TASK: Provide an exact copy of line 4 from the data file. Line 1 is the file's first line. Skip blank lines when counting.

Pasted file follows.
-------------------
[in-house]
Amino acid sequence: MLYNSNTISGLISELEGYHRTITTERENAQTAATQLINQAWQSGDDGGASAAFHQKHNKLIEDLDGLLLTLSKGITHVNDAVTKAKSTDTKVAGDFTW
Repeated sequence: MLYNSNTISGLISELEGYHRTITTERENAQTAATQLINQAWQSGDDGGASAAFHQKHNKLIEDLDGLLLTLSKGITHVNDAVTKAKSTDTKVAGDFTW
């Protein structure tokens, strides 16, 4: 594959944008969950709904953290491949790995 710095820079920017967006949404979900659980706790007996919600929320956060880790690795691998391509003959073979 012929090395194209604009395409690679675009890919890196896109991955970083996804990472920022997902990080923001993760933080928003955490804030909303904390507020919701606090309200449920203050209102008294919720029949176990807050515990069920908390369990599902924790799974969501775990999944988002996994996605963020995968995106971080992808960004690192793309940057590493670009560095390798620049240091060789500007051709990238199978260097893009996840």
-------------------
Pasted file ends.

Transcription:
């Protein structure tokens, strides 16, 4: 594959944008969950709904953290491949790995 710095820079920017967006949404979900659980706790007996919600929320956060880790690795691998391509003959073979 012929090395194209604009395409690679675009890919890196896109991955970083996804990472920022997902990080923001993760933080928003955490804030909303904390507020919701606090309200449920203050209102008294919720029949176990807050515990069920908390369990599902924790799974969501775990999944988002996994996605963020995968995106971080992808960004690192793309940057590493670009560095390798620049240091060789500007051709990238199978260097893009996840």